Then, I lived in another city and lived another life. That bright Tuesday I came in to work to find the newsroom a frenzy of activity, the television shining like a beacon with its terrible images. Cameramen were rushing about and the phones were screaming; I went into the bathroom and locked myself in for a few moments, clasping my hands tight to stop their shaking. All day I couldn’t eat, could barely choke down the awful coffee we used to drink there. My friend walked with me through the deserted Washington downtown, miles up to Adams Morgan to another friend’s house where we made Annie’s macaroni and cheese, drank Sierra Nevada, and talked and talked, trying to make sense out of the nonsensical. Then I went home and cried as though there was no possible end to the tears. It was such a blank, awful night — the kind where, when you wake up the next morning, it feels like a terrible dream until you remember.
At first, time dragged. I marked every month. Each day was to be gotten-through. We walked around in a daze. Most meals I ate with my friends, when I could — simple things of pastas and roasted vegetables with green salad from the farmers market with lots of wine and talking — always talking — to try to sort out what had happened. What was still happening. We stayed up late and wondered and wished and made pots of soup. Fall turned into winter turned into spring turned into summer and then it was a whole year since and somehow we were still there, if a bit battered and heartsore.
Now, eight years on, the after-effects of that September linger but the pain has eased just the smallest bit. Life keeps going even in the face of such loss and anguish — and I am more grateful than I can ever express that it does. Perhaps this is the most fitting memorial to all we lost: that we can grab up the pieces and go on, that we can laugh at the silly sketches on SNL, that we can breathe deeply again, that we can fall in love, that the ocean crashes and burns along the jagged coast, that we wake in the morning with the ordinary-morning-feeling rather than filled with worry and dread — that life has returned to a sense of ‘normalcy.’ Back then I never, honestly, thought that it could.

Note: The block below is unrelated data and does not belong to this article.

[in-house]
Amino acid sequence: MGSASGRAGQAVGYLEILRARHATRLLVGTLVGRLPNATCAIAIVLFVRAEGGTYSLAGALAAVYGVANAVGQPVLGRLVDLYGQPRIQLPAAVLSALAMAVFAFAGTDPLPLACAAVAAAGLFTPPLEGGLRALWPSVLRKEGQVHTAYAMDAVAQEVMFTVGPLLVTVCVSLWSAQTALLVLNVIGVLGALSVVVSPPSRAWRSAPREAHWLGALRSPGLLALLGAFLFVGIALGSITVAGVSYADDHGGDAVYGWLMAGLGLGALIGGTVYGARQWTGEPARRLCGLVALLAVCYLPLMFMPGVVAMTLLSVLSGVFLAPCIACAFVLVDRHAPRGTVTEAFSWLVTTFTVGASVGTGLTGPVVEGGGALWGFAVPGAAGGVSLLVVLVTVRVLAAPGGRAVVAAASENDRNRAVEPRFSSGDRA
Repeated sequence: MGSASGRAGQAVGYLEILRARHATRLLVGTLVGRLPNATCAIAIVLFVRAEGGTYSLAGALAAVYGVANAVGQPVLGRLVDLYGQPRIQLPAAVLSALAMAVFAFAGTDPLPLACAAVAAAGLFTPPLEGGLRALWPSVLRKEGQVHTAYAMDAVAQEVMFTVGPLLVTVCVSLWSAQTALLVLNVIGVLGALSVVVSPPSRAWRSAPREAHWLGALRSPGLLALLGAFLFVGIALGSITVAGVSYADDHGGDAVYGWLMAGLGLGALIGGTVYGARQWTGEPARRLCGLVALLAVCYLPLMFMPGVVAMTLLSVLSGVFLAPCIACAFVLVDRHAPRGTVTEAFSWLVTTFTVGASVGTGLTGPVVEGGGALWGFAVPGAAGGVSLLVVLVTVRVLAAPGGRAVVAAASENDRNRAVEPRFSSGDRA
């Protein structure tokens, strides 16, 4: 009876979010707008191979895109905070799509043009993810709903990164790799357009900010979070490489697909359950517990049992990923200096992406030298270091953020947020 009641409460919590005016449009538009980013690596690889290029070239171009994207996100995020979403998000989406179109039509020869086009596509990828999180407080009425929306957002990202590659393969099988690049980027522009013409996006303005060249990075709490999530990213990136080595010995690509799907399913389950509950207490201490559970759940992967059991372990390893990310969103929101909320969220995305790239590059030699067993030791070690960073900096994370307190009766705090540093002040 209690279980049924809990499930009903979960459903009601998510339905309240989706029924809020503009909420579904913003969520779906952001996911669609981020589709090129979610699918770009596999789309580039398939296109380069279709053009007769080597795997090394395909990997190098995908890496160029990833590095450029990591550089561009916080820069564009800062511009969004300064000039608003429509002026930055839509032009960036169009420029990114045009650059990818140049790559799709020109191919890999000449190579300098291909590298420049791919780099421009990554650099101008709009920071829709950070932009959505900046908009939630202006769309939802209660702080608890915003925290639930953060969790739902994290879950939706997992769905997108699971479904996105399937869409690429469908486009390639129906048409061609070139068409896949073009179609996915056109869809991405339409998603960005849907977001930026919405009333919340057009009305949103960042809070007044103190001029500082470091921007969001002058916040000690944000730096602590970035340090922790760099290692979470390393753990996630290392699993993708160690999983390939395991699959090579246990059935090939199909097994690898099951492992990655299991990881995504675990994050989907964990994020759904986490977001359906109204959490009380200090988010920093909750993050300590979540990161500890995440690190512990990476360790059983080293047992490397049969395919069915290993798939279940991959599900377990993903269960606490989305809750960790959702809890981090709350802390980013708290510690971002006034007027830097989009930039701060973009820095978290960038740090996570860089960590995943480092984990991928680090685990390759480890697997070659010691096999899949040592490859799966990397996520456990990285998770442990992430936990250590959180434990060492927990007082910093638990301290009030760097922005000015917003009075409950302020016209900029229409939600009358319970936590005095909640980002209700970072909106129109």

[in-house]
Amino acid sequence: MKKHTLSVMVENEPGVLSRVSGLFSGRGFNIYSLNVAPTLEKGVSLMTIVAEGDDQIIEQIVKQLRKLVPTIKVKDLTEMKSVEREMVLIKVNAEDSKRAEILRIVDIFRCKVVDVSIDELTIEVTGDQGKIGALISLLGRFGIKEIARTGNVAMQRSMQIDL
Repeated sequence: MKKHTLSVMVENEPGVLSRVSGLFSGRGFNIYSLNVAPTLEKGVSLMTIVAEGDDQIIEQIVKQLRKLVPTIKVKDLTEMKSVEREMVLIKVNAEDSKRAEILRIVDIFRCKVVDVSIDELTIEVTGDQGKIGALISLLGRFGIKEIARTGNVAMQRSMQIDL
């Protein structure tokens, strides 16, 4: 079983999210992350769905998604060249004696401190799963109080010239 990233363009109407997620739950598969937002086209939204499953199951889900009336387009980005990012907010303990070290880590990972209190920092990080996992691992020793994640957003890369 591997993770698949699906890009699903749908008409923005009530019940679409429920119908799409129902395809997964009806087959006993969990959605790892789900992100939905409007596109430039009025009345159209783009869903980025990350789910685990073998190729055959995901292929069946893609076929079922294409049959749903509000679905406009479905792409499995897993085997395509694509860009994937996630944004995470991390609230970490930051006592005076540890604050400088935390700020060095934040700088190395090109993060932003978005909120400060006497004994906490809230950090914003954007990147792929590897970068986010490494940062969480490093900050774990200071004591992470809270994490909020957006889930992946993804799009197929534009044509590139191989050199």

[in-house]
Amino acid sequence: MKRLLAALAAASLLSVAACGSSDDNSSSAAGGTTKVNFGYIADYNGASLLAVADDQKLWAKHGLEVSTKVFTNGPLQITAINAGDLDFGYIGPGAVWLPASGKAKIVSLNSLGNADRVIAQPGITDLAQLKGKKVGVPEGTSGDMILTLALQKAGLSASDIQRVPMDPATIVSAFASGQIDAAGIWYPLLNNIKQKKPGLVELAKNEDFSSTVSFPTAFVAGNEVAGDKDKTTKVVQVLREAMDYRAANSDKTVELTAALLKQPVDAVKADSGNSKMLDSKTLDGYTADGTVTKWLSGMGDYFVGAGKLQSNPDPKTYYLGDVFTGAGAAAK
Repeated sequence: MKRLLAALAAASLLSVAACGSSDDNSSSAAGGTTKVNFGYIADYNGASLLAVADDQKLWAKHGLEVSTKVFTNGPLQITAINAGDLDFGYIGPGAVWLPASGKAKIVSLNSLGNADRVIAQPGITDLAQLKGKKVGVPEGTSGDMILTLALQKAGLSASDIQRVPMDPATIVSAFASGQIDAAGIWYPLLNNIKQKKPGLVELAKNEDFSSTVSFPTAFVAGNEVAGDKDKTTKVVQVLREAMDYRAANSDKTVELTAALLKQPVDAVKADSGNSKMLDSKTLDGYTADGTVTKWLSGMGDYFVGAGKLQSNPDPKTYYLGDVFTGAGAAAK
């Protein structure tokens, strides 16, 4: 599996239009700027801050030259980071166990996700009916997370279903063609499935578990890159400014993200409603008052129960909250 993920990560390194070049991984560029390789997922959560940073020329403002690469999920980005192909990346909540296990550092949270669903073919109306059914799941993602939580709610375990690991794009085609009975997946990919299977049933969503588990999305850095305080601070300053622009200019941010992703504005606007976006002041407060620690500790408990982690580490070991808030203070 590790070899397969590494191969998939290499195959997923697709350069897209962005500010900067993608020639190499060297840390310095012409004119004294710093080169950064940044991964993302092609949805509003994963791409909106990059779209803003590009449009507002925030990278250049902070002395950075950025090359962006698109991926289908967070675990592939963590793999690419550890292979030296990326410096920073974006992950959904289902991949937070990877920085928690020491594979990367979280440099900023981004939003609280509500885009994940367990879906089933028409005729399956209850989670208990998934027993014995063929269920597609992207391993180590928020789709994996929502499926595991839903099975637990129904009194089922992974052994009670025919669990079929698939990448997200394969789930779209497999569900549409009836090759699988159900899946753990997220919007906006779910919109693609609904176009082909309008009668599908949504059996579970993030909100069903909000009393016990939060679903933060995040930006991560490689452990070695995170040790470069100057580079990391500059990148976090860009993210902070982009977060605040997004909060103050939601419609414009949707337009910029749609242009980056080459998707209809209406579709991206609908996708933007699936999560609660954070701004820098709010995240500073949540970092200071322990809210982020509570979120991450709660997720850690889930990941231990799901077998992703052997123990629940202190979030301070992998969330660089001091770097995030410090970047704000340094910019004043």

Maybe the truest way to live in a world such as this one is to create hope every day and to hold on to love in all kinds of ways. It is not so difficult, really, only it can take some time — and how far we have come since eight, or even five, years ago. I believe fiercely there is beauty everywhere, including in the littlest of the little things — a perfect plum, a good run, a walk at the coast with an old friend, washing dishes with company, phone calls from a beloved sibling, a delicious heirloom tomato sauce — and true love and promise. The great gift I have been given is that I have learned to appreciate every day — even if painful, especially when joyous — for what it is: truth, freedom, the hope of peace. I know we are so very lucky be here at all.
Today, I am remembering. I am remembering life is so sweet and precious and must never be taken for granted. I want to scrape my plate clean, to lick up the last bits, to savor every drop, to find grace in each moment.
I promise I will always try.
Today is also a day for eating simple, nourishing things like roasted-vegetable soup and good bread or slow-roasted tomatoes with red onion turned into sauce to be draped over pasta. It’s simple, sweet, and wholly satisfying; if you have a bit of pesto in the fridge add it to your dinner, too. I made these in about an hour but if you have more time — and need the delicious smells of roasting vegetables to linger longer — turn the oven to 200 F and put in the pan for at least 2-3 hours.
Roasted Tomato Sauce, for quiet days
10 large roma tomatoes, halved lengthwise or 5 heirloom tomatoes, quartered, or a mix
1 red onion, coarsely chopped or sliced
oregano or basil
1 bay leaf
1. Preheat oven to 400°F. Arrange tomatoes and onion in a baking dish and douse well with olive oil and salt. Roast until tomatoes are tender and a little shriveled around the edges, stirring occasionally, about an hour.
2. In a pot, sautee the onion with garlic if you like, and add the tomatoes and 1/2 cup water and the bay leaf. Cook down over low heat until sauce is thick and the tomatoes and onion are melting, about 15 minutes. Add salt and pepper to taste, and the oregano or basil. Remove bay leaf.
3. Serve very hot over fettucine or spaghetti, making sure to well-coat the pasta with the sauce, with lots of parmesan.